In terms of sheer magnitude, there is no greater moment of beauty than surfing a wave. It is an ephemeral beauty, wispy but heavy somehow, the essence of liquid, ever-changing. The beauty of surfing a Cocoa Beach wave is a different beauty than you might find at the rivermouth near Playa Grande, or at Little Dume, California, where you can ride with your mouth hanging open as you gaze at vistas of emerald mountains, waterfalls, rainbows, or sunsets lighting up the jagged cliffs so that they literally glow with fire. No, the beauty of surfing Cocoa Beach is less visual. It is the beauty of infinity, a beach stretching from left to right forever, fish-eyeing so that the horizon seems to bend around you like the curved landscape of a Rick Piper painting, with no mountains or cliffs breaking up the skyline in any direction.

The beauty of surfing Cocoa Beach is something you can appreciate even with your eyes closed. It is the hot flow of blood to your heart when the wind blows from the west, or the crisp, crashing sound of those long, angled lines as they break clean over the outer sandbar. It is knowing that you are alone at this break, that the whole world is somewhere else at this very moment, and for now it is just the sun, the pelicans, the dolphins, the waves, your soul.

Only yesterday, while walking home from the beach, an unexpected blow of beauty stopped me as if I had walked into a wall. The sunset was exploding the sky in a giant, three-dimensional filigree of pink light, as if a lattice of flame were billowing up from the river. I found myself standing in the middle of the road, enraptured, oblivious, still breathing heavily from my last wave, dripping wet and awestruck.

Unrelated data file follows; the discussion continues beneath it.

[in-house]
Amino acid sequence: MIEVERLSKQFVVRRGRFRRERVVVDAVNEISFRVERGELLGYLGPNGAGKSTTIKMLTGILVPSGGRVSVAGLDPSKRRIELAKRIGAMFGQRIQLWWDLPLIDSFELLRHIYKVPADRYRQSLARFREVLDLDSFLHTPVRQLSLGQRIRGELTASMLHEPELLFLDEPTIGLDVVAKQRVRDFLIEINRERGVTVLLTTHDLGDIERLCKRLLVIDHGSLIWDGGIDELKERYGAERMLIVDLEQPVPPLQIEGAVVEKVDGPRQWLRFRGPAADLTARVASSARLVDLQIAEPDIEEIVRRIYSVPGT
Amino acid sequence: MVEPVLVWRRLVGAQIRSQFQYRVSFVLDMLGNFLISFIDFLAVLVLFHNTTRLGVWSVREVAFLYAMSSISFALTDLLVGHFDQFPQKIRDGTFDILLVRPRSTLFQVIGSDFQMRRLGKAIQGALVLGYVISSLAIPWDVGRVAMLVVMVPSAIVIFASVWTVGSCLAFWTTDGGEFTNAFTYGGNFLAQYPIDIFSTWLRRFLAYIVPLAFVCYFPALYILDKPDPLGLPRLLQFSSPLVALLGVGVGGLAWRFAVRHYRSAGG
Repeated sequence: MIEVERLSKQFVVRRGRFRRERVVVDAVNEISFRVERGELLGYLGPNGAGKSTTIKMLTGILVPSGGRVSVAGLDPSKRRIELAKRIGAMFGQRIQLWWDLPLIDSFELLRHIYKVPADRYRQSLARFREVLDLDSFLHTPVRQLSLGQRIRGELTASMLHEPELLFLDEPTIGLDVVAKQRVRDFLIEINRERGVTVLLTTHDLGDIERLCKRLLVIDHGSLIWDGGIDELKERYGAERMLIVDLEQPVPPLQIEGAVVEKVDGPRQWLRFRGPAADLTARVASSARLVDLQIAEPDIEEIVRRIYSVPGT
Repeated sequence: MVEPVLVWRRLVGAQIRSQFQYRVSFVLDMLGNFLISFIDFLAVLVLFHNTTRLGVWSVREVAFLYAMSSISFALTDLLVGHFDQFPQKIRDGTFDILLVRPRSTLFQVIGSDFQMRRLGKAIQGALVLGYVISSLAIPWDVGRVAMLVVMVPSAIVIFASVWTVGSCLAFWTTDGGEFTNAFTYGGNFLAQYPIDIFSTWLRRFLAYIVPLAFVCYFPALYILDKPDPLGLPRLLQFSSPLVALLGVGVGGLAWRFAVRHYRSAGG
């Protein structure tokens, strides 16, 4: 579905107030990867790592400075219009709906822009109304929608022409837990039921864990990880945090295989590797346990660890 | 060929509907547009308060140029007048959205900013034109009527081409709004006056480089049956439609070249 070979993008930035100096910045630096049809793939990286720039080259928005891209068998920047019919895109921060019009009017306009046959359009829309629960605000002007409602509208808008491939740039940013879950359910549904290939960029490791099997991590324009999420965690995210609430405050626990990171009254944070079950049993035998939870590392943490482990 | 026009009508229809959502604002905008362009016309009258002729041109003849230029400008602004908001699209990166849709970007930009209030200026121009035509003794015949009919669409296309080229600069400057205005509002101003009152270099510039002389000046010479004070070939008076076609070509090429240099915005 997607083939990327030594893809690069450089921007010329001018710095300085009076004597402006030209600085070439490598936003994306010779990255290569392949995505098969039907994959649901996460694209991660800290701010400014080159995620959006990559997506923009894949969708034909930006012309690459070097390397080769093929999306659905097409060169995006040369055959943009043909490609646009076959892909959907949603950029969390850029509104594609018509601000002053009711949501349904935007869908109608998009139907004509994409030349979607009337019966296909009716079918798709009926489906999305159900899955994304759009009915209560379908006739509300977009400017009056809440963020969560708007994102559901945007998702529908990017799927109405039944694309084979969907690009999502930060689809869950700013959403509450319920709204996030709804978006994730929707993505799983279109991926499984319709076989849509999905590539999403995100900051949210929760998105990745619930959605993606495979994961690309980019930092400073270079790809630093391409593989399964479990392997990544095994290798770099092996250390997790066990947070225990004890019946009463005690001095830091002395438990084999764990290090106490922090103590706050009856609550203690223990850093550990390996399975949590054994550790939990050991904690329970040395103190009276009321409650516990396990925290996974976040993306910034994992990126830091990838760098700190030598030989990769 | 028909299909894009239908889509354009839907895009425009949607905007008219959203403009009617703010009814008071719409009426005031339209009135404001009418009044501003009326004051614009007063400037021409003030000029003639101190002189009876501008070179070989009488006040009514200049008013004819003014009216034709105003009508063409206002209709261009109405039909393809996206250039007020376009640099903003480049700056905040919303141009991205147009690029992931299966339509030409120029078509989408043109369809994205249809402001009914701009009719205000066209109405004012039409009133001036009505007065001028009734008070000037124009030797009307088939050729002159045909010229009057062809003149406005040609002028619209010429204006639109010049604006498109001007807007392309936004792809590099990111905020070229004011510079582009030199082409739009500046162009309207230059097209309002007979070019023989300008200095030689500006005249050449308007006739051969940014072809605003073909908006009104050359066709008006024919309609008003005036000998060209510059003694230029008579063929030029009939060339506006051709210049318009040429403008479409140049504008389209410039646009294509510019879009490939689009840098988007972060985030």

More and more, I am drawn to artists and madmen, those strange souls whose quest for beauty skews their sense of time and isolates them from this TV society. I find myself pulled away even from my current job (a fine, stimulating job, where I can work outside in the sun and be productive with my hands) as the search for beauty calls me off track once again… I feel another change coming (is it a sign of the times?) and decide I will write these moments as best as I can. I will do my best to put them down in such a way so that others can, if only for a moment, see the beauty in them.

The latest swell is fading away. Who knows how many days of flatness lie ahead? I paddle out again. I drift away on a rolling sea and wait for the last set to come in. To the south, high thunderclouds rumble over a blue-charcoal dusk. A lilac haze rises from the eastern ocean, like smoke. I am part of this painting, part of this dance, me, sitting on my board with my legs in the water. Two seagulls shoot across the low strip of blue. A single white cloud reaches forward with wispy fingers, gently touching the surface of the sea. The water is molten, shining in a million shades, a sea of gemstones.

You realize something, sitting on the outside at 13th Street, studying the colors, floating in the music of the waves. It is so simple. The beauty is something that is always there; has always been there. It is you who chooses to see it or not. It is you who controls this moment.